A law enforcement official says cellphone service has been shut down in the Boston area to prevent any potential remote detonations of explosives.
Authorities have not identified what caused the explosives that erupted at the finish line of the Boston Marathon. The official was speaking on condition of anonymity because the investigation was ongoing.
The explosions have killed two people and injured at least 23 others.
I wonder if the inability to use portable communication devices during a time of emergency will have unintended consequences. Also, I wonder what the process was like to shut all of it down.
Update: Maybe cell phone service hasn’t been shut down?
CNBC: Verizon enhancing network capacity in Boston's Copley Square (AP had said authorities ordered network shutdown)
— Michael van Poppel (@mpoppel) April 15, 2013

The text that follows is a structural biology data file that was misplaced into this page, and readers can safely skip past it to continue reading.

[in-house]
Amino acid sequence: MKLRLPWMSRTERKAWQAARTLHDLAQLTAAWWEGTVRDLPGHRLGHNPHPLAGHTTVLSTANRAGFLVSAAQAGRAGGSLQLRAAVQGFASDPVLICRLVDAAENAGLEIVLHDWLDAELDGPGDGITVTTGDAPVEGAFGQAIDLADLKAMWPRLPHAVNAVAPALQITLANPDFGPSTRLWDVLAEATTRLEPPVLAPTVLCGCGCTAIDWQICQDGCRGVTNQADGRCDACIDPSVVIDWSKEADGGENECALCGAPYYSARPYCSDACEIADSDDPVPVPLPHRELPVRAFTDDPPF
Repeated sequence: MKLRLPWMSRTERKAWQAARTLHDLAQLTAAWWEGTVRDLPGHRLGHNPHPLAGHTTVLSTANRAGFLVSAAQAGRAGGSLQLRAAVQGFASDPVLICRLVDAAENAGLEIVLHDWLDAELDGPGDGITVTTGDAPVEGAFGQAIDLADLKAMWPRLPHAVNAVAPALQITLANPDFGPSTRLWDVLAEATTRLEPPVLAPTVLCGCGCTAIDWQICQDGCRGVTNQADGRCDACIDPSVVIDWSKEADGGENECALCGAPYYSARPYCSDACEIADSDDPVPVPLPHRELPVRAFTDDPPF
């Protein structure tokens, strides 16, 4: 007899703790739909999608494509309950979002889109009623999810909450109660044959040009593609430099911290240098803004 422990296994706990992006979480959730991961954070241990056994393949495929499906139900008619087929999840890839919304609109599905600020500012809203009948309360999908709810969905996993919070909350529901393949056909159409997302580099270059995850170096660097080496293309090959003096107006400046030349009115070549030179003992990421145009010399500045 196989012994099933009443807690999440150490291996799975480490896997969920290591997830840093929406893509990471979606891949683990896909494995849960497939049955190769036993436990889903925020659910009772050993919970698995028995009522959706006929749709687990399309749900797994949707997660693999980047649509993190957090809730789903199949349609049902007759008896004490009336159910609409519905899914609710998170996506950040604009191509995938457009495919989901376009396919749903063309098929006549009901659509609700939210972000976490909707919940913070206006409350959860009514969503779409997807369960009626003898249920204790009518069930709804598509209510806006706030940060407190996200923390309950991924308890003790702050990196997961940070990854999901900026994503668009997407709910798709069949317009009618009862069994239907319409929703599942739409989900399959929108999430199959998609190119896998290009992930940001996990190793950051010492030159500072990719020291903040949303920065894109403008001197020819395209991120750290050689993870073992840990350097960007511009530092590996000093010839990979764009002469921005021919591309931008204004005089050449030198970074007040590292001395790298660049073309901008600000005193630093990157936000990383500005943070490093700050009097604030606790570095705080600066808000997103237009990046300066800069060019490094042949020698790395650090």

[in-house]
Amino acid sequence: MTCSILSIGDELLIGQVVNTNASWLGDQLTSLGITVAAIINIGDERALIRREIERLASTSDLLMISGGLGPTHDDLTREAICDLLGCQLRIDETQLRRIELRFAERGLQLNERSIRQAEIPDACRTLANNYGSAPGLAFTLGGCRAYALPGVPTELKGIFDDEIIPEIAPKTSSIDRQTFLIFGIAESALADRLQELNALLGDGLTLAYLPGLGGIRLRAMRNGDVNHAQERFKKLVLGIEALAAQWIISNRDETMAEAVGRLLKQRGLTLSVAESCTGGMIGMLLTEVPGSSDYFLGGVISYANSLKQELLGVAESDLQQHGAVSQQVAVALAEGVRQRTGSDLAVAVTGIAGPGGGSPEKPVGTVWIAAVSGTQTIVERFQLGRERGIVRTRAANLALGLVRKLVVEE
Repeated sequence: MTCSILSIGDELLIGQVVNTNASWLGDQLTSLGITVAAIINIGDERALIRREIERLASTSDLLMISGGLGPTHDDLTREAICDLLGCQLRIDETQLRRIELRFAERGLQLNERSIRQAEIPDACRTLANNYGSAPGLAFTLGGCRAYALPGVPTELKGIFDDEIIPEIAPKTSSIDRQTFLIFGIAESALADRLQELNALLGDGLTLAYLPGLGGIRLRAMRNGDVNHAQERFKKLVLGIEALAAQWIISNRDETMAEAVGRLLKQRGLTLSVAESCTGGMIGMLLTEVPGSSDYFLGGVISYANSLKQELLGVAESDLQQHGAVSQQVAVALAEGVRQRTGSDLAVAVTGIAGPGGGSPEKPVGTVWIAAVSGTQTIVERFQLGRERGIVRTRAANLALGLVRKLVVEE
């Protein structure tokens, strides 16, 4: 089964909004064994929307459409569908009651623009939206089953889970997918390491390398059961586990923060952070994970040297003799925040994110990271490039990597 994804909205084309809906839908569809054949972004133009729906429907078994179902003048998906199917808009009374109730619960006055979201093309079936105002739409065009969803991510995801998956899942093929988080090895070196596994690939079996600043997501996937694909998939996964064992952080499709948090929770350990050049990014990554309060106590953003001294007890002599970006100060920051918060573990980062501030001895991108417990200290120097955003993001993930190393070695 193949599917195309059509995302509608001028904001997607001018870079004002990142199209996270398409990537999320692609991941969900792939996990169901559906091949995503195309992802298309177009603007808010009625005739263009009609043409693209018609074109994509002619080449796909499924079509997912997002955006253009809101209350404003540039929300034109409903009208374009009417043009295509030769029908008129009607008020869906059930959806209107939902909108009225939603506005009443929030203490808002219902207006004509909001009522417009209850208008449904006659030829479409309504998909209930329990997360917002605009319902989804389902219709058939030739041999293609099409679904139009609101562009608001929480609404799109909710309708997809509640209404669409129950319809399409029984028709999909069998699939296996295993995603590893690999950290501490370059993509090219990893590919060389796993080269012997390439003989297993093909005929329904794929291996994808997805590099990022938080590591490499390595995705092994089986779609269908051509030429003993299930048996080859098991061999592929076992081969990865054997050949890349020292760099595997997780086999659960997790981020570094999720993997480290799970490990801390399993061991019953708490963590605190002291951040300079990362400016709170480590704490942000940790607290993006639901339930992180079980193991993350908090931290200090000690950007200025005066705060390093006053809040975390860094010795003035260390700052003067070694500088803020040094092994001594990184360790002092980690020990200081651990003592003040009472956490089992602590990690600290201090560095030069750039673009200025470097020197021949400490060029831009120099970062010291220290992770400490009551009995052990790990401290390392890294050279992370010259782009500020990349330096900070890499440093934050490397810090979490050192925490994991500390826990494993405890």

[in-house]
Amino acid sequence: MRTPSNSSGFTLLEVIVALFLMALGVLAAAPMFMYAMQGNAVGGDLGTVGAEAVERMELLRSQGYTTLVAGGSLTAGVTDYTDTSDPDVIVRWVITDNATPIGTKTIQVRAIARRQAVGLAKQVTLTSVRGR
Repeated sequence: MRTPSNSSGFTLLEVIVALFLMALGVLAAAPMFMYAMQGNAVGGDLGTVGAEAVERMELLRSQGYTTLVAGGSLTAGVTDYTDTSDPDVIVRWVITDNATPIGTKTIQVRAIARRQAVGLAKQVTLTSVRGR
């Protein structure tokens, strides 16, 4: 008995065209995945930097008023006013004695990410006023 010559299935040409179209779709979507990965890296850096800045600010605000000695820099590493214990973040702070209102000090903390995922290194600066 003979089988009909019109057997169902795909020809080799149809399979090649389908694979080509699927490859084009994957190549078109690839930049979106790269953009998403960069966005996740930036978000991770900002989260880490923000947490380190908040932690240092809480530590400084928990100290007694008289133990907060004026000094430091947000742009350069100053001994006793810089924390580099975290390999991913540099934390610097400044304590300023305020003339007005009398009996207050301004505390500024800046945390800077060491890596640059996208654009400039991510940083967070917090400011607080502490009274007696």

Update: No, cell phone service was not shut down.
There was confusion this afternoon when the Associated Press reported that cell service in the city would be intentionally shut off as police looked to prevent any possible cellular activation of another explosive. However, the news organization basically retracted its original story and found no such shutdown was ordered. The carriers said heavy usage caused connection delays—but service remained available in the city throughout the day.
“Verizon Wireless has not been asked by any government agency to turn down its wireless service. Any reports to that effect are inaccurate,” Verizon spokesman Tom Pica told the IDG News Service in an e-mail.
The AP’s initial report came from an anonymous law enforcement official, citing an intelligence briefing that supposedly outlined the service shutdown. The FCC later told ABC News it was not aware of any cellular shutdowns, and the news outlet confirmed the same with Sprint, AT&T, and Verizon. (T-Mobile had a similar message for VentureBeat.)